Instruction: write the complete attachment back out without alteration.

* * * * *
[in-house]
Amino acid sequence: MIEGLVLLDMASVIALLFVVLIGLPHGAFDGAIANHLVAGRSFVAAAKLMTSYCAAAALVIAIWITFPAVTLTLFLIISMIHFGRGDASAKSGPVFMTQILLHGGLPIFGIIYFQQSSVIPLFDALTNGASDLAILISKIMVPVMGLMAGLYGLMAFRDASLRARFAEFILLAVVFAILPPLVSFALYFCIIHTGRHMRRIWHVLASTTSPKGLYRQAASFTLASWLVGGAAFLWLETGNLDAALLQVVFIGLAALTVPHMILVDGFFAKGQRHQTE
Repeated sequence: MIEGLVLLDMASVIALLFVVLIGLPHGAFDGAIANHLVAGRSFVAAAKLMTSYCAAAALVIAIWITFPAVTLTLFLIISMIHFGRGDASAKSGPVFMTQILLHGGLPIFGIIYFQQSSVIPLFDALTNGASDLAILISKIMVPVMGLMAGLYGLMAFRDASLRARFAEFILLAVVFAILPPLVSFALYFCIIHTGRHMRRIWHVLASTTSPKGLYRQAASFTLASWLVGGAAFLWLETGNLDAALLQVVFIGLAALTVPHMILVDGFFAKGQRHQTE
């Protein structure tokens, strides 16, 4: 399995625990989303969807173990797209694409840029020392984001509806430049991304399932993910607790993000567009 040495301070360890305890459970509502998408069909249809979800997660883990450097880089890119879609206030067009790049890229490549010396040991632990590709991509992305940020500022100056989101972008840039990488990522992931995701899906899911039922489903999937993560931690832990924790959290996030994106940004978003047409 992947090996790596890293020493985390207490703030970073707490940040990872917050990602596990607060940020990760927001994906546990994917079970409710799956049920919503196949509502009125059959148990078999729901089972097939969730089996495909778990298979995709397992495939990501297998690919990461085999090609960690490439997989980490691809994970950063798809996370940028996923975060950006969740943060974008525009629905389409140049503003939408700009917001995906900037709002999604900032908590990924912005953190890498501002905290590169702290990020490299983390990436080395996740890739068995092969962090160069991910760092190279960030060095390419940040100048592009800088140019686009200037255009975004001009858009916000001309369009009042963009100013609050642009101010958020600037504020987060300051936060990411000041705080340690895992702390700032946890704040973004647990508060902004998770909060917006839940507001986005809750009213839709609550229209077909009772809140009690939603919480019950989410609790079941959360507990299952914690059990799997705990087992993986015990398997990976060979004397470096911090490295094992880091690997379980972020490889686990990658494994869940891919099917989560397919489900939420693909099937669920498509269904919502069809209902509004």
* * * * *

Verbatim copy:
[in-house]
Amino acid sequence: MIEGLVLLDMASVIALLFVVLIGLPHGAFDGAIANHLVAGRSFVAAAKLMTSYCAAAALVIAIWITFPAVTLTLFLIISMIHFGRGDASAKSGPVFMTQILLHGGLPIFGIIYFQQSSVIPLFDALTNGASDLAILISKIMVPVMGLMAGLYGLMAFRDASLRARFAEFILLAVVFAILPPLVSFALYFCIIHTGRHMRRIWHVLASTTSPKGLYRQAASFTLASWLVGGAAFLWLETGNLDAALLQVVFIGLAALTVPHMILVDGFFAKGQRHQTE
Repeated sequence: MIEGLVLLDMASVIALLFVVLIGLPHGAFDGAIANHLVAGRSFVAAAKLMTSYCAAAALVIAIWITFPAVTLTLFLIISMIHFGRGDASAKSGPVFMTQILLHGGLPIFGIIYFQQSSVIPLFDALTNGASDLAILISKIMVPVMGLMAGLYGLMAFRDASLRARFAEFILLAVVFAILPPLVSFALYFCIIHTGRHMRRIWHVLASTTSPKGLYRQAASFTLASWLVGGAAFLWLETGNLDAALLQVVFIGLAALTVPHMILVDGFFAKGQRHQTE
């Protein structure tokens, strides 16, 4: 399995625990989303969807173990797209694409840029020392984001509806430049991304399932993910607790993000567009 040495301070360890305890459970509502998408069909249809979800997660883990450097880089890119879609206030067009790049890229490549010396040991632990590709991509992305940020500022100056989101972008840039990488990522992931995701899906899911039922489903999937993560931690832990924790959290996030994106940004978003047409 992947090996790596890293020493985390207490703030970073707490940040990872917050990602596990607060940020990760927001994906546990994917079970409710799956049920919503196949509502009125059959148990078999729901089972097939969730089996495909778990298979995709397992495939990501297998690919990461085999090609960690490439997989980490691809994970950063798809996370940028996923975060950006969740943060974008525009629905389409140049503003939408700009917001995906900037709002999604900032908590990924912005953190890498501002905290590169702290990020490299983390990436080395996740890739068995092969962090160069991910760092190279960030060095390419940040100048592009800088140019686009200037255009975004001009858009916000001309369009009042963009100013609050642009101010958020600037504020987060300051936060990411000041705080340690895992702390700032946890704040973004647990508060902004998770909060917006839940507001986005809750009213839709609550229209077909009772809140009690939603919480019950989410609790079941959360507990299952914690059990799997705990087992993986015990398997990976060979004397470096911090490295094992880091690997379980972020490889686990990658494994869940891919099917989560397919489900939420693909099937669920498509269904919502069809209902509004």